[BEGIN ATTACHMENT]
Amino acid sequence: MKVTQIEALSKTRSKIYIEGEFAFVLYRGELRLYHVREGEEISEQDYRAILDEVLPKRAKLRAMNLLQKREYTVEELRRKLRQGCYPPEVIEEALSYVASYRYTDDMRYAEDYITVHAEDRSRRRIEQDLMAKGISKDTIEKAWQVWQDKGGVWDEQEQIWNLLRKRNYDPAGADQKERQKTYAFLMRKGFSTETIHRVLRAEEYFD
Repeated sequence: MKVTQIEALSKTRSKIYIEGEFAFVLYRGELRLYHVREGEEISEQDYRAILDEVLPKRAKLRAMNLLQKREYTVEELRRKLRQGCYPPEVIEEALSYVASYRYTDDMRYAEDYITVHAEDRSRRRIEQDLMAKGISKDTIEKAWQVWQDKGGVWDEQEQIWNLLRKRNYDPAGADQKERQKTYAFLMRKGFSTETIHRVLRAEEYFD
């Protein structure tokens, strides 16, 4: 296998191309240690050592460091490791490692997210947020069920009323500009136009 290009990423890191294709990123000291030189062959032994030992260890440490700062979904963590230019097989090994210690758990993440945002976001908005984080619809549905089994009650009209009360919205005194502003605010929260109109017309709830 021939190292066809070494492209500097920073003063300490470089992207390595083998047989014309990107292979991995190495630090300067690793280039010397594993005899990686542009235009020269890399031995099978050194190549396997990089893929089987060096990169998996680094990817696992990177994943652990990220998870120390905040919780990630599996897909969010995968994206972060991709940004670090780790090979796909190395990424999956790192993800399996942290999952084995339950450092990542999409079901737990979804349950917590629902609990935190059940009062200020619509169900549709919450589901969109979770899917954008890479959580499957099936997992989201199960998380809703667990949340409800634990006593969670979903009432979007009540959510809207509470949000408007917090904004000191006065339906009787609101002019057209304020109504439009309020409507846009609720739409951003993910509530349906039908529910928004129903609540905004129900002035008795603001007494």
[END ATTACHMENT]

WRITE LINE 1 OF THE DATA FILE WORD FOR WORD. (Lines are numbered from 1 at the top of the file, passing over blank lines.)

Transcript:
Amino acid sequence: MKVTQIEALSKTRSKIYIEGEFAFVLYRGELRLYHVREGEEISEQDYRAILDEVLPKRAKLRAMNLLQKREYTVEELRRKLRQGCYPPEVIEEALSYVASYRYTDDMRYAEDYITVHAEDRSRRRIEQDLMAKGISKDTIEKAWQVWQDKGGVWDEQEQIWNLLRKRNYDPAGADQKERQKTYAFLMRKGFSTETIHRVLRAEEYFD